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[New York, New York], Guttmacher Institute, 2018 Apr. 2 p.The United States -- through its Agency for International Development (USAID) -- has long been a global leader in enabling women’s access to contraceptive services in the world’s poorest countries. Empowering women with control over their own fertility yields benefits for them, their children and their families. It means fewer unintended -- and often high-risk -- pregnancies and fewer abortions, which in poor countries are often performed under unsafe conditions. Better birth spacing also makes for healthier mothers, babies and families, and pays far-reaching dividends at the family, society and country levels.
BMC Pregnancy and Childbirth. 2017 Jun 19; 17(1):194.BACKGROUND: WHO proposed the WHO Maternal Near Miss (MNM) tool, classifying women according to several (potentially) life-threatening conditions, to monitor and improve quality of obstetric care. The objective of this study is to analyse merged data of one high- and two low-resource settings where this tool was applied and test whether the tool may be suitable for comparing severe maternal outcome (SMO) between these settings. METHODS: Using three cohort studies that included SMO cases, during two-year time frames in the Netherlands, Tanzania and Malawi we reassessed all SMO cases (as defined by the original studies) with the WHO MNM tool (five disease-, four intervention- and seven organ dysfunction-based criteria). Main outcome measures were prevalence of MNM criteria and case fatality rates (CFR). RESULTS: A total of 3172 women were studied; 2538 (80.0%) from the Netherlands, 248 (7.8%) from Tanzania and 386 (12.2%) from Malawi. Total SMO detection was 2767 (87.2%) for disease-based criteria, 2504 (78.9%) for intervention-based criteria and 1211 (38.2%) for organ dysfunction-based criteria. Including every woman who received >/=1 unit of blood in low-resource settings as life-threatening, as defined by organ dysfunction criteria, led to more equally distributed populations. In one third of all Dutch and Malawian maternal death cases, organ dysfunction criteria could not be identified from medical records. CONCLUSIONS: Applying solely organ dysfunction-based criteria may lead to underreporting of SMO. Therefore, a tool based on defining MNM only upon establishing organ failure is of limited use for comparing settings with varying resources. In low-resource settings, lowering the threshold of transfused units of blood leads to a higher detection rate of MNM. We recommend refined disease-based criteria, accompanied by a limited set of intervention- and organ dysfunction-based criteria to set a measure of severity.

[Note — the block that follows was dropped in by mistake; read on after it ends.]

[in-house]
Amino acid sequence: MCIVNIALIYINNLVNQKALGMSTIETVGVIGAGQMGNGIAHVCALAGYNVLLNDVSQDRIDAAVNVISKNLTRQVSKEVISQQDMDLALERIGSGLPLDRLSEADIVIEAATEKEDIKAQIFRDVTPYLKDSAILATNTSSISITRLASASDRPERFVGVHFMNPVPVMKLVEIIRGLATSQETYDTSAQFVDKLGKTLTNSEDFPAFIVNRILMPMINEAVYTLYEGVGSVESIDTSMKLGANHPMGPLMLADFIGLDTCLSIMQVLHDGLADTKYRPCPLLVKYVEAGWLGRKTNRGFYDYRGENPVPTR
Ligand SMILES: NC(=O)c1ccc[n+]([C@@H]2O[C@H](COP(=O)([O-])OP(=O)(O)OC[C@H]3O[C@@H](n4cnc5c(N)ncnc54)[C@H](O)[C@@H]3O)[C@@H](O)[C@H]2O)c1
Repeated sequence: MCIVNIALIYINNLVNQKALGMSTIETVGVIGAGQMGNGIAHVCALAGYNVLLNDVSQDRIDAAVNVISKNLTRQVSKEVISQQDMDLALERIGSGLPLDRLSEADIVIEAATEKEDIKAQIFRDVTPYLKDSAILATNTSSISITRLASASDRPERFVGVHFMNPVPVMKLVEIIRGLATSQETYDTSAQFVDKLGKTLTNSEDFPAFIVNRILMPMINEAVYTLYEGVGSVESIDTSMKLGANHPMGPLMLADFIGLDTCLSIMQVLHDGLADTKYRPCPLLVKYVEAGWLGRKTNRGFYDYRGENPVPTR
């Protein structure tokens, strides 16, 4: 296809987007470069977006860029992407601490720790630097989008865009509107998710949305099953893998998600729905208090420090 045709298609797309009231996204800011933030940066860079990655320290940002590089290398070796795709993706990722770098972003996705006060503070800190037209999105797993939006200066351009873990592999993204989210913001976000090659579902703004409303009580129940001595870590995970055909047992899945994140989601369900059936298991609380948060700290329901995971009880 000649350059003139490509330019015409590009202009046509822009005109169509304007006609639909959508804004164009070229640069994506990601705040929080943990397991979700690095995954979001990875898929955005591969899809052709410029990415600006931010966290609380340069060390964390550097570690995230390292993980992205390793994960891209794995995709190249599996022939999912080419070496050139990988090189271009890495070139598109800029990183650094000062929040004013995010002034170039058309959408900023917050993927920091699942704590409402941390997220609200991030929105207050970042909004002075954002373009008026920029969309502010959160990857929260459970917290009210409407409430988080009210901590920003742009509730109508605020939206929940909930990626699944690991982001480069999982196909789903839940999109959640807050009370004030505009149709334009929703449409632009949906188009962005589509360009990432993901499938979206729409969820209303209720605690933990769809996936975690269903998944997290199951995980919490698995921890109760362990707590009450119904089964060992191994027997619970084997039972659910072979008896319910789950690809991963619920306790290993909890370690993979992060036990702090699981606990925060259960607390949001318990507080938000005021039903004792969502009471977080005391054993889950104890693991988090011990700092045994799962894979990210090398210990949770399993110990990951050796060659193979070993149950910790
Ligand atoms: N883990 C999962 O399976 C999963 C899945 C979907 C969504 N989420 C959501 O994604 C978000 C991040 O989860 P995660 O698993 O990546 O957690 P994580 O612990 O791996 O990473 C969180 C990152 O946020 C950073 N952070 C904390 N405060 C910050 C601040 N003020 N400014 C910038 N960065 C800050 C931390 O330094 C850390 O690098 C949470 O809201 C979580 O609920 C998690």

Maternal Death Surveillance and Response: A Tall Order for Effectiveness in Resource-Poor Settings [editorial]
Global Health: Science and Practice. 2017 Sep 27; 5(3):333-337.Most countries with high maternal (and newborn) mortality have very limited resources, overstretched health workers, and relatively weak systems and governance. To make important progress in reducing mortality, therefore, they need to carefully prioritize where to invest effort and funds. Given the demanding requirements to effectively implement the maternal death surveillance and response (MDSR) approach, in many settings it makes more sense to focus effort on the known drivers of high mortality, e.g., reducing geographic, financial, and systems barriers to lifesaving maternal and newborn care.
Geneva, Switzerland, WHO, 2017. 4 p. (WHO/RHR/17.02)Strategic approaches to reduce maternal mortality in the past 15 years have mainly focused on clinical interventions and health system strengthening. The greatest attention has been on postpartum haemorrhage and hypertensive disorders, the two leading direct causes of maternal mortality. Further reducing maternal deaths is a priority for achieving the Sustainable Development Goals, implementing the UN Global Strategy for Women’s, Children’s and Adolescents’ Health and critical for the Strategies toward Ending Preventable Maternal Mortality (EPMM). However, the third most common direct cause of maternal mortality, maternal sepsis, received less attention, research and programming. Undetected or poorly managed maternal infections can lead to sepsis, death or disability for the mother and increased likelihood of early neonatal infection and other adverse outcomes. Recognizing the need to foster new thinking and to catalyse greater action to address this important cause of maternal and newborn mortality and morbidity, the World Health Organization (WHO) and Jhpiego have launched the Global Maternal and Neonatal Sepsis Initiative, dedicated to focusing additional effort, energizing stakeholders and accelerating progress in the area of maternal and neonatal infection and sepsis. This statement defines maternal sepsis and operationalizes the definition.